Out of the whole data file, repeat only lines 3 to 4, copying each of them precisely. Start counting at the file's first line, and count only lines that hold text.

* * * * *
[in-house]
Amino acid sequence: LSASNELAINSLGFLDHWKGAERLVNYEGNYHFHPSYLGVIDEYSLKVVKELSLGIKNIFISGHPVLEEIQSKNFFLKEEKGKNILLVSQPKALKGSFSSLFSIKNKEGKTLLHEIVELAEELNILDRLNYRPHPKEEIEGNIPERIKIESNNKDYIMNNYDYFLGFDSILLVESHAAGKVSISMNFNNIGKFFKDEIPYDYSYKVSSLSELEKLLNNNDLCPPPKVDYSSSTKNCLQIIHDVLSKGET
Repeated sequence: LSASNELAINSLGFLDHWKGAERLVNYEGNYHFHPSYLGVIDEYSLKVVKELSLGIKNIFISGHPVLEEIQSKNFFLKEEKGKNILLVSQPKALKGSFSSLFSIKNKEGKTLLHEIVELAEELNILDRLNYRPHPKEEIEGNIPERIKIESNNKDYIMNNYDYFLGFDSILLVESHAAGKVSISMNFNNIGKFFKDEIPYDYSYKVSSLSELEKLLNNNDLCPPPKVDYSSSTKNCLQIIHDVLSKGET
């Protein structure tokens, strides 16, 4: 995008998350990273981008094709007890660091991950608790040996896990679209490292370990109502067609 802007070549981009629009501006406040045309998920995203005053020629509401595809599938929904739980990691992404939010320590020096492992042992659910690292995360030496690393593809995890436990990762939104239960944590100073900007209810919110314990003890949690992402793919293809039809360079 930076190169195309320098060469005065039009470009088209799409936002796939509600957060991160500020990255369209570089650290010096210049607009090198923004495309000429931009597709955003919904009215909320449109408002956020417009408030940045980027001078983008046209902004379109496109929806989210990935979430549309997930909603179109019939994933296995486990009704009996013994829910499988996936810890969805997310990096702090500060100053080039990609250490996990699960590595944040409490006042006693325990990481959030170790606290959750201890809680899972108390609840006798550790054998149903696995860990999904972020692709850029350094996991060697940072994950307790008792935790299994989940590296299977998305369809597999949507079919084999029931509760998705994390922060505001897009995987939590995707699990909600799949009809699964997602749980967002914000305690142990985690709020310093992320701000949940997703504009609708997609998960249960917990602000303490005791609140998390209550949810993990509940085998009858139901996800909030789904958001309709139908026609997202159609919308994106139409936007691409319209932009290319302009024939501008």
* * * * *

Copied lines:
Repeated sequence: LSASNELAINSLGFLDHWKGAERLVNYEGNYHFHPSYLGVIDEYSLKVVKELSLGIKNIFISGHPVLEEIQSKNFFLKEEKGKNILLVSQPKALKGSFSSLFSIKNKEGKTLLHEIVELAEELNILDRLNYRPHPKEEIEGNIPERIKIESNNKDYIMNNYDYFLGFDSILLVESHAAGKVSISMNFNNIGKFFKDEIPYDYSYKVSSLSELEKLLNNNDLCPPPKVDYSSSTKNCLQIIHDVLSKGET
């Protein structure tokens, strides 16, 4: 995008998350990273981008094709007890660091991950608790040996896990679209490292370990109502067609 802007070549981009629009501006406040045309998920995203005053020629509401595809599938929904739980990691992404939010320590020096492992042992659910690292995360030496690393593809995890436990990762939104239960944590100073900007209810919110314990003890949690992402793919293809039809360079 930076190169195309320098060469005065039009470009088209799409936002796939509600957060991160500020990255369209570089650290010096210049607009090198923004495309000429931009597709955003919904009215909320449109408002956020417009408030940045980027001078983008046209902004379109496109929806989210990935979430549309997930909603179109019939994933296995486990009704009996013994829910499988996936810890969805997310990096702090500060100053080039990609250490996990699960590595944040409490006042006693325990990481959030170790606290959750201890809680899972108390609840006798550790054998149903696995860990999904972020692709850029350094996991060697940072994950307790008792935790299994989940590296299977998305369809597999949507079919084999029931509760998705994390922060505001897009995987939590995707699990909600799949009809699964997602749980967002914000305690142990985690709020310093992320701000949940997703504009609708997609998960249960917990602000303490005791609140998390209550949810993990509940085998009858139901996800909030789904958001309709139908026609997202159609919308994106139409936007691409319209932009290319302009024939501008």